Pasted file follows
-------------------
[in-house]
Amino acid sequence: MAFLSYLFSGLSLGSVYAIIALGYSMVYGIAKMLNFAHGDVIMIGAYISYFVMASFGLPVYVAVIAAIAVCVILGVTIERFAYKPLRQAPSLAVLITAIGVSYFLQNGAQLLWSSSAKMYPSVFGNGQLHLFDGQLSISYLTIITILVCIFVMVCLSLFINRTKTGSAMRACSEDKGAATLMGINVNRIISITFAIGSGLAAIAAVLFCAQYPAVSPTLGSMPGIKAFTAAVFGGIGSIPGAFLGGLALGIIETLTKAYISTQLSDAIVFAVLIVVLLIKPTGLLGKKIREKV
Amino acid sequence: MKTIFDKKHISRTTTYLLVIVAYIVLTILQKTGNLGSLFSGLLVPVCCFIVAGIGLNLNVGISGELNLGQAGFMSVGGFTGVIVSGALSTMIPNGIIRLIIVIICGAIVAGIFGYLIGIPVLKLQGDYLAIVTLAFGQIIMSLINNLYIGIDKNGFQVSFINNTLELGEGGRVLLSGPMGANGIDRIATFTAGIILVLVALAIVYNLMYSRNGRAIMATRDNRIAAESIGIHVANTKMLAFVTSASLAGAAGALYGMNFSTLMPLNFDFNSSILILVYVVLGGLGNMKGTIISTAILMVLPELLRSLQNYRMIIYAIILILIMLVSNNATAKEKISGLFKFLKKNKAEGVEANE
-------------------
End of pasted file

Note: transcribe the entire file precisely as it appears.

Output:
[in-house]
Amino acid sequence: MAFLSYLFSGLSLGSVYAIIALGYSMVYGIAKMLNFAHGDVIMIGAYISYFVMASFGLPVYVAVIAAIAVCVILGVTIERFAYKPLRQAPSLAVLITAIGVSYFLQNGAQLLWSSSAKMYPSVFGNGQLHLFDGQLSISYLTIITILVCIFVMVCLSLFINRTKTGSAMRACSEDKGAATLMGINVNRIISITFAIGSGLAAIAAVLFCAQYPAVSPTLGSMPGIKAFTAAVFGGIGSIPGAFLGGLALGIIETLTKAYISTQLSDAIVFAVLIVVLLIKPTGLLGKKIREKV
Amino acid sequence: MKTIFDKKHISRTTTYLLVIVAYIVLTILQKTGNLGSLFSGLLVPVCCFIVAGIGLNLNVGISGELNLGQAGFMSVGGFTGVIVSGALSTMIPNGIIRLIIVIICGAIVAGIFGYLIGIPVLKLQGDYLAIVTLAFGQIIMSLINNLYIGIDKNGFQVSFINNTLELGEGGRVLLSGPMGANGIDRIATFTAGIILVLVALAIVYNLMYSRNGRAIMATRDNRIAAESIGIHVANTKMLAFVTSASLAGAAGALYGMNFSTLMPLNFDFNSSILILVYVVLGGLGNMKGTIISTAILMVLPELLRSLQNYRMIIYAIILILIMLVSNNATAKEKISGLFKFLKKNKAEGVEANE